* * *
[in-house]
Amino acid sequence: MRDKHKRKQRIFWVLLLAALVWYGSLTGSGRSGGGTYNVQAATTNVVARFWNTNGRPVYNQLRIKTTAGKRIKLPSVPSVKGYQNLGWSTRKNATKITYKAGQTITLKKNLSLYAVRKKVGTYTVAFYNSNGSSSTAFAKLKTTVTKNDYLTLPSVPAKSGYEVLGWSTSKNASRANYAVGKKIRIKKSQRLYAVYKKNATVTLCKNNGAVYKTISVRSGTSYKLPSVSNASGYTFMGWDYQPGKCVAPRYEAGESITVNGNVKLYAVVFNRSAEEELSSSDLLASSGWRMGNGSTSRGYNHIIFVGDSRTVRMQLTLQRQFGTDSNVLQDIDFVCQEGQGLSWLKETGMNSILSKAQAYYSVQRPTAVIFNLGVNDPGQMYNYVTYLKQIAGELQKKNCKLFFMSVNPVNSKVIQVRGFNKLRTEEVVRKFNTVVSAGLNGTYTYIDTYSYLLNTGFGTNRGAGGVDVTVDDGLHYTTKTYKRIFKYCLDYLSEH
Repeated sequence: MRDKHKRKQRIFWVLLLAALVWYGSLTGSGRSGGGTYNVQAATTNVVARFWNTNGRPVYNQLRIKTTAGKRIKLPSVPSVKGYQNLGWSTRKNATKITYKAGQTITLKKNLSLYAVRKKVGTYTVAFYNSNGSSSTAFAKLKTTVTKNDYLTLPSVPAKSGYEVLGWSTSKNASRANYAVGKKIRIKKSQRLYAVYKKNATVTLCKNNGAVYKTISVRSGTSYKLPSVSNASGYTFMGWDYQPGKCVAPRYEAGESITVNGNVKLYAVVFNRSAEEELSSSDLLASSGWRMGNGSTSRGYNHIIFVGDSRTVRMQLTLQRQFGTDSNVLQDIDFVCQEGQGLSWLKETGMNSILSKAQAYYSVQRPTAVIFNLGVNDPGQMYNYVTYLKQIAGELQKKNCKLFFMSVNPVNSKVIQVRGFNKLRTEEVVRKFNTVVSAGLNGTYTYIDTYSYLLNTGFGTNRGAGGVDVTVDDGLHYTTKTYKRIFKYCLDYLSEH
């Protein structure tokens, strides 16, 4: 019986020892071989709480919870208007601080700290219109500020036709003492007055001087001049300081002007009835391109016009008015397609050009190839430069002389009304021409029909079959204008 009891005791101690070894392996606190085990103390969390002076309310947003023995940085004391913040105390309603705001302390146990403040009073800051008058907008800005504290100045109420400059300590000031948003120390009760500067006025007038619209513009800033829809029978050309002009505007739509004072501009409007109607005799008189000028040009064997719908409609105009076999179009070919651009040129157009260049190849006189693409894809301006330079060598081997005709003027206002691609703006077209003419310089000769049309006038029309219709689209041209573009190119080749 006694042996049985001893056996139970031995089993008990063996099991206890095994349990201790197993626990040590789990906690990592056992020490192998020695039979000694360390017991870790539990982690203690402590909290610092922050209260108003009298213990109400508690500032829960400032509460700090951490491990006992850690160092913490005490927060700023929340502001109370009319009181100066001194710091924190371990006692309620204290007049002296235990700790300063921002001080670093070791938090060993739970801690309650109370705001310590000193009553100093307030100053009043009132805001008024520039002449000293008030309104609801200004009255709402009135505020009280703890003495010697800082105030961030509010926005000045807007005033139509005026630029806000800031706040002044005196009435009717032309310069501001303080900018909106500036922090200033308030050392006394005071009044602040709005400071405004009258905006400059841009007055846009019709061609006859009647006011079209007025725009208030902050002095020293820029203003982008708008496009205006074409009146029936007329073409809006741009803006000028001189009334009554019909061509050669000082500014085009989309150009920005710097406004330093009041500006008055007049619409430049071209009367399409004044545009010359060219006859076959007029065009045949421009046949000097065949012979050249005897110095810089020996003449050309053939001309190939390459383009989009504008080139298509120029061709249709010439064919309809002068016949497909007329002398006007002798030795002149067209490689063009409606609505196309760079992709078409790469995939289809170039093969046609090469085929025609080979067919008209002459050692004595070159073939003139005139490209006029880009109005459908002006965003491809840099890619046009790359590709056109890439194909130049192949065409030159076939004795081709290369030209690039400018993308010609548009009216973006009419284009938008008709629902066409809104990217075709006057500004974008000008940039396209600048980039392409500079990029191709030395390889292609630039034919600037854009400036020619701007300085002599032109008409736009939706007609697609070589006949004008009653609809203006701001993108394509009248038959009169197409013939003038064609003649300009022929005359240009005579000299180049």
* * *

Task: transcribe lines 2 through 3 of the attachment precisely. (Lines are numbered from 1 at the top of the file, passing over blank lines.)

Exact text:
Amino acid sequence: MRDKHKRKQRIFWVLLLAALVWYGSLTGSGRSGGGTYNVQAATTNVVARFWNTNGRPVYNQLRIKTTAGKRIKLPSVPSVKGYQNLGWSTRKNATKITYKAGQTITLKKNLSLYAVRKKVGTYTVAFYNSNGSSSTAFAKLKTTVTKNDYLTLPSVPAKSGYEVLGWSTSKNASRANYAVGKKIRIKKSQRLYAVYKKNATVTLCKNNGAVYKTISVRSGTSYKLPSVSNASGYTFMGWDYQPGKCVAPRYEAGESITVNGNVKLYAVVFNRSAEEELSSSDLLASSGWRMGNGSTSRGYNHIIFVGDSRTVRMQLTLQRQFGTDSNVLQDIDFVCQEGQGLSWLKETGMNSILSKAQAYYSVQRPTAVIFNLGVNDPGQMYNYVTYLKQIAGELQKKNCKLFFMSVNPVNSKVIQVRGFNKLRTEEVVRKFNTVVSAGLNGTYTYIDTYSYLLNTGFGTNRGAGGVDVTVDDGLHYTTKTYKRIFKYCLDYLSEH
Repeated sequence: MRDKHKRKQRIFWVLLLAALVWYGSLTGSGRSGGGTYNVQAATTNVVARFWNTNGRPVYNQLRIKTTAGKRIKLPSVPSVKGYQNLGWSTRKNATKITYKAGQTITLKKNLSLYAVRKKVGTYTVAFYNSNGSSSTAFAKLKTTVTKNDYLTLPSVPAKSGYEVLGWSTSKNASRANYAVGKKIRIKKSQRLYAVYKKNATVTLCKNNGAVYKTISVRSGTSYKLPSVSNASGYTFMGWDYQPGKCVAPRYEAGESITVNGNVKLYAVVFNRSAEEELSSSDLLASSGWRMGNGSTSRGYNHIIFVGDSRTVRMQLTLQRQFGTDSNVLQDIDFVCQEGQGLSWLKETGMNSILSKAQAYYSVQRPTAVIFNLGVNDPGQMYNYVTYLKQIAGELQKKNCKLFFMSVNPVNSKVIQVRGFNKLRTEEVVRKFNTVVSAGLNGTYTYIDTYSYLLNTGFGTNRGAGGVDVTVDDGLHYTTKTYKRIFKYCLDYLSEH